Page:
Employee Engagement Requires Internal Marketing

\"EmployeeMuch has been discussed about employee retention as well as recruitment. While some elements of both are truly in the hands of the employee / candidate and companies cannot impact, there is a key element that companies do control.  it is their culture. And a key ingredient to achieving the desired culture, and sometimes recapturing it, is employee engagement.  Essentially, do your employees / associates / team members, etc feel connected to your company? Do they feel valued? Appreciated? Recognized? Listened to?
While your hiring and management processes (i.e. your management team and interviewing empathy) are your personnel screeners, internal marketing helps engage your employees.

Consider the role of marketing.

Marketing is supposed to understand the needs of customers, recommend strategies and then communicate / implement appropriate messaging to create demand for your products / services.
So, in an internal marketing scenario, your marketing team should be working with your HR department and senior management team to coordinate messaging tools and collectively recommend strategies to engage employees to \”hear\” management\’s messaging and management needs to work on the messaging content.
In a recent article in CMO Magazine, Chris Leong, Schneider Electric\’s CMO, shared how she helps achieve the company\’s digital transformation:

Marketing internally to market externally

External transformation doesn’t come without internal change management, however. For Leong, marketing to internal colleagues and educating them on what marketing does and the brand proposition is as important as marketing externally to customers. As transformation lead within the organisation, functions within her remit include brand and campaign management, marketing strategy, digital customer experience, sales operations and the product launch team.

“The first challenge of transformation is ensuring executive sponsorship all the way up from the CEO. Otherwise it ain’t going to happen,” Leong says. “Secondly, we at Schneider believe [transformation] it’s going to be a hybrid between taking the team on that journey as well as bringing in new competencies from the outside. It’s going to be a combination of both.”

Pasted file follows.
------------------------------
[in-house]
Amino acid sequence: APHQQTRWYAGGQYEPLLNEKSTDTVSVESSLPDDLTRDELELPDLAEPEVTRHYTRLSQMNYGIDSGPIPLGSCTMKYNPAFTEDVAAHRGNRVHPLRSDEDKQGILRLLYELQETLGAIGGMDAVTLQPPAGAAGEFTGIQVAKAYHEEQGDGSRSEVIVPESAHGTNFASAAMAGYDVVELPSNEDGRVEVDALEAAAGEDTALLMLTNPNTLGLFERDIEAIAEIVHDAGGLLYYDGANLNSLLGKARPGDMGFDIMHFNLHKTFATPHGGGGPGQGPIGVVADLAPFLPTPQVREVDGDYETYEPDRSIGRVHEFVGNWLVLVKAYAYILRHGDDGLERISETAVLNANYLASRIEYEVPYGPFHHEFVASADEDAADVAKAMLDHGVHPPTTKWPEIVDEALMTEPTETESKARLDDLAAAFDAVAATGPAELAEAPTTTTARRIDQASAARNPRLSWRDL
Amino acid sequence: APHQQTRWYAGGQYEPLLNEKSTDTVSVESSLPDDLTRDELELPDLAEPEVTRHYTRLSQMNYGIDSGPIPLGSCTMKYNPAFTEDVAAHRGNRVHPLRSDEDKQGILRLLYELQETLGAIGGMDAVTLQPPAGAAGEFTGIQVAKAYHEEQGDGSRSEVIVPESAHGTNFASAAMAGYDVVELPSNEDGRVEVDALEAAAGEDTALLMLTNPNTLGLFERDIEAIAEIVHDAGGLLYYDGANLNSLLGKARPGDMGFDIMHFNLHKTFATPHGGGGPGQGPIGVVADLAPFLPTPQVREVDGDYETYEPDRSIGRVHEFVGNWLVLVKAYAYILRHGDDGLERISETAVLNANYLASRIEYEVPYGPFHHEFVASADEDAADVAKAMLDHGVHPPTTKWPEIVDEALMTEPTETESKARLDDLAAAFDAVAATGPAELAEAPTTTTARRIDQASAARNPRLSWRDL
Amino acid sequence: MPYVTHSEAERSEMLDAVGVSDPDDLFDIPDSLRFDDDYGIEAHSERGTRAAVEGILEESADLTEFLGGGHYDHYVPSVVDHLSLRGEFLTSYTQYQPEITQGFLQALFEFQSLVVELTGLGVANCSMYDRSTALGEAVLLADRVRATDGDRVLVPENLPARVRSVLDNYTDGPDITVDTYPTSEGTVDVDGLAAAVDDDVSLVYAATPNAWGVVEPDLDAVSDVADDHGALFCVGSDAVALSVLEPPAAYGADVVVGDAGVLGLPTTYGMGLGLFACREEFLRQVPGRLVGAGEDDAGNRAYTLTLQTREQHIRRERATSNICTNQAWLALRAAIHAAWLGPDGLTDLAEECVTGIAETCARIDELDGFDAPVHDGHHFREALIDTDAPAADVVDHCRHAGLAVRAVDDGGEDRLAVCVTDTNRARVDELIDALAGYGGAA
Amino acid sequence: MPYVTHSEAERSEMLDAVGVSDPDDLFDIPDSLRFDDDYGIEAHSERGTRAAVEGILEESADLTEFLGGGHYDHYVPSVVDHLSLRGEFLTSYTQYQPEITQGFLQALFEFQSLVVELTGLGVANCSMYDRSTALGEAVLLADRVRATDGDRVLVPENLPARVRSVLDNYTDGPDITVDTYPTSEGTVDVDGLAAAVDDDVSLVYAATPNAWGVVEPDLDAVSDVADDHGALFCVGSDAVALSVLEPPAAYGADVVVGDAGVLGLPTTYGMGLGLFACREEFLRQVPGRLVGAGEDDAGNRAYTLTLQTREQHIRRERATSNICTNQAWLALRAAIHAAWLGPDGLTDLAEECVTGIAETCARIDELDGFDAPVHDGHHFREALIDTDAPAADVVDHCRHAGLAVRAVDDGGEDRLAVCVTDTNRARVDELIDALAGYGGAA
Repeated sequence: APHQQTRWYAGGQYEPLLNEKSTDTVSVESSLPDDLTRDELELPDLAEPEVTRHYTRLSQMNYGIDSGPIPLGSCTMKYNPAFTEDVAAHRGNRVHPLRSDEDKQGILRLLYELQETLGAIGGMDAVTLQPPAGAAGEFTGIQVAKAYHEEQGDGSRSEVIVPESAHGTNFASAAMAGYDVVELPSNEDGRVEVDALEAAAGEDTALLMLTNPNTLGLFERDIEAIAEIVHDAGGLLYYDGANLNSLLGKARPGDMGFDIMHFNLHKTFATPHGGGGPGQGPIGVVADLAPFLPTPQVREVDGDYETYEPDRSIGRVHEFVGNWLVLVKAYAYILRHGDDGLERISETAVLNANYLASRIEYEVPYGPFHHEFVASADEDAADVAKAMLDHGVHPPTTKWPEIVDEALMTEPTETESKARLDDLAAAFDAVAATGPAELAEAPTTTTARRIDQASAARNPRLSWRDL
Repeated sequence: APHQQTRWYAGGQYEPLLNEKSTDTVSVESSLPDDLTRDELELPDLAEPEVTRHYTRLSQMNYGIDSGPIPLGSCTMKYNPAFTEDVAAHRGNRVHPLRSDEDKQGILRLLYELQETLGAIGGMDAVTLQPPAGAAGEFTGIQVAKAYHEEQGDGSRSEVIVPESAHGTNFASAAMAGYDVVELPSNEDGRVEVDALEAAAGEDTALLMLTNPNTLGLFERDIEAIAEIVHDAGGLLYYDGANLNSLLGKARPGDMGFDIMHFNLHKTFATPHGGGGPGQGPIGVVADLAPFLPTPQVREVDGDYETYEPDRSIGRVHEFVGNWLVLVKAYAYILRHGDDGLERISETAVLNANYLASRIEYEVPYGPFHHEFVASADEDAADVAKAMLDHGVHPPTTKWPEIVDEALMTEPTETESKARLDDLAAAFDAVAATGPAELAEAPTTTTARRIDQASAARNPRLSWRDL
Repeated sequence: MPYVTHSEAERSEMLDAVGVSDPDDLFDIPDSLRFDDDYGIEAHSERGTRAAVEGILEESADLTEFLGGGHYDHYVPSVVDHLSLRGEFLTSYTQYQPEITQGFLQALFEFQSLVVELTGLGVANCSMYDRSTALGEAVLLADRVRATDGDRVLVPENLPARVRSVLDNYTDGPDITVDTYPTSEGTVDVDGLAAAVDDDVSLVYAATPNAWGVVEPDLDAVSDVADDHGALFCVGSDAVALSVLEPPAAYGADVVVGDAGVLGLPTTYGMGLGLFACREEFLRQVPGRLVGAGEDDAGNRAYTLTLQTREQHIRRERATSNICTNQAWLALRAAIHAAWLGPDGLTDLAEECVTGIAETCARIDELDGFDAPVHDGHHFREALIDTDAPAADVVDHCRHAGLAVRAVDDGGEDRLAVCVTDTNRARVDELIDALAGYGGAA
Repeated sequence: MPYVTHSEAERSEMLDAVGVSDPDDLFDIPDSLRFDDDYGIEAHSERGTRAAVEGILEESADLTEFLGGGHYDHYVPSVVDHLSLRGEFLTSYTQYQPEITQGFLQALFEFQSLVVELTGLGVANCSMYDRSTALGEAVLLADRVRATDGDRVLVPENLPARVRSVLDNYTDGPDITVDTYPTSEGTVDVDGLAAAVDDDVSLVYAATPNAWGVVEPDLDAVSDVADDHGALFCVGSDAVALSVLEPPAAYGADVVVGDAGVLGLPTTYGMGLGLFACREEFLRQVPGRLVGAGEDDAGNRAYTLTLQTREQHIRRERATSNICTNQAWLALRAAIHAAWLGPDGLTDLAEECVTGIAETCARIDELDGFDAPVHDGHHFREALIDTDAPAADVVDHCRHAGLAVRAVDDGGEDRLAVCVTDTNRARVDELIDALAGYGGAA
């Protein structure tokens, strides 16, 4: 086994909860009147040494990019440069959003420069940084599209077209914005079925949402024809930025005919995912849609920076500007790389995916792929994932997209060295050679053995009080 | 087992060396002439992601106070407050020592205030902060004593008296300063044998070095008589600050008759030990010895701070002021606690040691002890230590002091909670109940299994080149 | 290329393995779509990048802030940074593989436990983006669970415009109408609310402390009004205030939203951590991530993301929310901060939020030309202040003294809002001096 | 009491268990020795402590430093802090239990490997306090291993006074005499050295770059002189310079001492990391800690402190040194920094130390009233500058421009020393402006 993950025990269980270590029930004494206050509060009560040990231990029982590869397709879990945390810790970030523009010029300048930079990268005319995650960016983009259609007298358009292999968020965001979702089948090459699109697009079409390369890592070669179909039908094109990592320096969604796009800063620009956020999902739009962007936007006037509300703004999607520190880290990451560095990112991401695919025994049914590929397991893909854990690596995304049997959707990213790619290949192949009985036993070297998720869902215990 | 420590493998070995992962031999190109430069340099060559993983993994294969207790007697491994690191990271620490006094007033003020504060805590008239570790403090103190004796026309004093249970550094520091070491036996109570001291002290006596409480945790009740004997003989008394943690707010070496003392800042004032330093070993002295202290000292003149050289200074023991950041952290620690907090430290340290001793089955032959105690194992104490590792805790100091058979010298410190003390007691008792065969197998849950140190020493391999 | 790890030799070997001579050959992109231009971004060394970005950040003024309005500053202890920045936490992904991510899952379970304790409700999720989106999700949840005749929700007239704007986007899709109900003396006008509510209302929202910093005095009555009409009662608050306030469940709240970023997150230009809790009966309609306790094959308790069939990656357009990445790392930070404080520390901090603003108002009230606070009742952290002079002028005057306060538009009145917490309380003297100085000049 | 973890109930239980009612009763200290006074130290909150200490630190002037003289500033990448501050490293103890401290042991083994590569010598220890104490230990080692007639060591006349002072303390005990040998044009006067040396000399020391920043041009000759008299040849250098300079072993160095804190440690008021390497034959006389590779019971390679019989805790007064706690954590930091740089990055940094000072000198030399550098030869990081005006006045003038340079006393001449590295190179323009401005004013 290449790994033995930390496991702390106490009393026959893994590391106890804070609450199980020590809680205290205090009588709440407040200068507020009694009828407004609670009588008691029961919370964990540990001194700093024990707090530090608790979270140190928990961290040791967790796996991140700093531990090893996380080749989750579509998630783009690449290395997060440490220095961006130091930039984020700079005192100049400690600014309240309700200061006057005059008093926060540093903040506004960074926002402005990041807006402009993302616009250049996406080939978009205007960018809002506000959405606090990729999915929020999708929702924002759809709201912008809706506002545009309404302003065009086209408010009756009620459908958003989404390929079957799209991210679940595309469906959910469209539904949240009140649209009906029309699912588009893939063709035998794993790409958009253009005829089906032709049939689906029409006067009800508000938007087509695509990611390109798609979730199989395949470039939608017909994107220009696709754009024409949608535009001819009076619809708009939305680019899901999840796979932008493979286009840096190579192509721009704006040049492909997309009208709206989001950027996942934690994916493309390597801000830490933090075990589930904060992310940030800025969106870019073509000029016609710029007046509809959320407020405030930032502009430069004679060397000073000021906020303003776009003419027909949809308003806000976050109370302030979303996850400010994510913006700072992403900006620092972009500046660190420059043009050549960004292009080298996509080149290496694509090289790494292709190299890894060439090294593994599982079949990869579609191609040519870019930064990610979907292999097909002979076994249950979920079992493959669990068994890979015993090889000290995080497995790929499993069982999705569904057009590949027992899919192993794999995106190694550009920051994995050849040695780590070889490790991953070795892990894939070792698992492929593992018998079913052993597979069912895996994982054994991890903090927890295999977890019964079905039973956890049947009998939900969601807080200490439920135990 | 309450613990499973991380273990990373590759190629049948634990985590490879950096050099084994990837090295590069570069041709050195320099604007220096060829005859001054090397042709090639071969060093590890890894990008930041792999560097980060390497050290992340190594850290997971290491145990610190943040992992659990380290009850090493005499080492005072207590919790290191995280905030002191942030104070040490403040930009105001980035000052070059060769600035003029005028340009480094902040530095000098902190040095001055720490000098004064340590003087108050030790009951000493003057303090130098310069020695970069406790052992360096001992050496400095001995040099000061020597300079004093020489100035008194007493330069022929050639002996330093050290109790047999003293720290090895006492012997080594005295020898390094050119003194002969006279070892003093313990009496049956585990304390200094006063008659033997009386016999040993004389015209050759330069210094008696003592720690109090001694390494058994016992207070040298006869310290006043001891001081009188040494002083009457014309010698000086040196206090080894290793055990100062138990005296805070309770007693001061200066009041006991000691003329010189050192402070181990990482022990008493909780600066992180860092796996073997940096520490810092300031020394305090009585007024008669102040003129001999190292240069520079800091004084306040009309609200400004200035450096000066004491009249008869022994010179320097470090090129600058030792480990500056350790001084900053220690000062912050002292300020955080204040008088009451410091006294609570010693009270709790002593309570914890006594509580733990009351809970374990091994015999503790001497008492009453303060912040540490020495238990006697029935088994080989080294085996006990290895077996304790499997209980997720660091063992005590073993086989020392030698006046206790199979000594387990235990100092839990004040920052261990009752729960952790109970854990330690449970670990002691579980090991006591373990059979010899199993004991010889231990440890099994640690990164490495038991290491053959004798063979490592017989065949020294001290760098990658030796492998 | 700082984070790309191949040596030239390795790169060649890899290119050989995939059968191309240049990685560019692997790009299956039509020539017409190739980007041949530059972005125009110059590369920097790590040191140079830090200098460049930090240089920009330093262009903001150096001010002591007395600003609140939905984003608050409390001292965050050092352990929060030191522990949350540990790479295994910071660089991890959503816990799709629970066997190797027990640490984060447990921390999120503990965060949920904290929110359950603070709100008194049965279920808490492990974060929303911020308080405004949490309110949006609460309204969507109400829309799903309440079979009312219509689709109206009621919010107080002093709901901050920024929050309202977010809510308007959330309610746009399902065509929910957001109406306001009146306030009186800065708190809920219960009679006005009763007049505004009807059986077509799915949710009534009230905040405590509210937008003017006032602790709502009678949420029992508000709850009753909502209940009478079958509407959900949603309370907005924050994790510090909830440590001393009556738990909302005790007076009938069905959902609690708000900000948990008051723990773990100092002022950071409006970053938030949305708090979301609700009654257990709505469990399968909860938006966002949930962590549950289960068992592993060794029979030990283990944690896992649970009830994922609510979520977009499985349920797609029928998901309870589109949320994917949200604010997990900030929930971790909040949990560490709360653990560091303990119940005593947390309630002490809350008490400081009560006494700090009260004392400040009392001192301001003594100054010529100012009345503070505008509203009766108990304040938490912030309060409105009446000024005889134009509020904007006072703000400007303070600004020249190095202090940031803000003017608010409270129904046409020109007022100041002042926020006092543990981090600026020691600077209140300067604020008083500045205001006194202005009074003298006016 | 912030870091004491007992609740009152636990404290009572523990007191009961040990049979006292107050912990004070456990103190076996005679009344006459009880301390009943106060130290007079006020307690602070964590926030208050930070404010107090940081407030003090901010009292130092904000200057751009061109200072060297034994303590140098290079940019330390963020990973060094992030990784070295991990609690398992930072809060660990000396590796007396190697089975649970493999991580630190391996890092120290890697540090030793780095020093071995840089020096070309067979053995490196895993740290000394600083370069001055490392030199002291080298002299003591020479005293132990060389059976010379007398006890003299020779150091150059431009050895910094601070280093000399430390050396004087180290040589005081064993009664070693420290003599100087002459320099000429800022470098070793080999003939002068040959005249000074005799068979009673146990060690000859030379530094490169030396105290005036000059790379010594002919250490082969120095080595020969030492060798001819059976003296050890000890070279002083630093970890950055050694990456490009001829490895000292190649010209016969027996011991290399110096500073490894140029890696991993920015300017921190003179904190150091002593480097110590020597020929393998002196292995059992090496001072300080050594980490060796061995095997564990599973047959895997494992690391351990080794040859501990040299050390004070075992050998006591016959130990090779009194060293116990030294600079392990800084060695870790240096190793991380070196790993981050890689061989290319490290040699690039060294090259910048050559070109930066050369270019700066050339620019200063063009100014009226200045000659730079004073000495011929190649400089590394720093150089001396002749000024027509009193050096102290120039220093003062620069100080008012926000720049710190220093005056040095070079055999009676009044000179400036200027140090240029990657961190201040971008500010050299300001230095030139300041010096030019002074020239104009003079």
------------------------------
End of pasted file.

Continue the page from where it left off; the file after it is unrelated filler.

Often, the CMO’s role is to help their CEO “put a stick in the ground first and dragging everybody else along to that level”, Leong says.

“If I can align the vision and help the CEO to drag the organisation forward and putting that stake further and further out, then I can help rally the businesses to that same mission .

And in the article she covers what she feels are the top four CMO attributes.
Having led a department focused on employee motivation, internal marketing and organizational design / behavior for three years, I\’ve had experience in developing vision and mission statements, departmental positioning, performance metrics and internal marketing and communications initiatives.  Internal marketing to strengthen internal messaging and engagement strengthens your culture, helps transfer it to new hires, reduces employee turnover and results in greater customer satisfaction and corporate profitability.
With people being a company\’s most important aspect; with your employees being your company\’s face to your customers; with every person playing some type of a sales / service role to either an external or internal customer and with quality employees difficult to come by, engaging your employees is critical to your success.  Your marketing team, which is supposed to be your communications and engagement experts (at least for your customers), needs to consider the internal customers and consider how to help senior management engage internal customers.
On a scale of 1-10, how engaged are your employees with the company? With management vision? In supporting new initiatives?  Is it a communications issue.
Are you marketing internally and treating your staff as customers?

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1 thought on “Employee Engagement Requires Internal Marketing”

  1. Great article. During my time at a previous employer I led up the external communications but as we looked to rebrand and bring out the best of the culture, my role began to include the internal messaging. You really can’t have one without the other.
    The external brand is really driven by an engaged workforce. Their belief/understanding of the what the company is all about and the external messaging must align. Too often it’s an HR only initiative.

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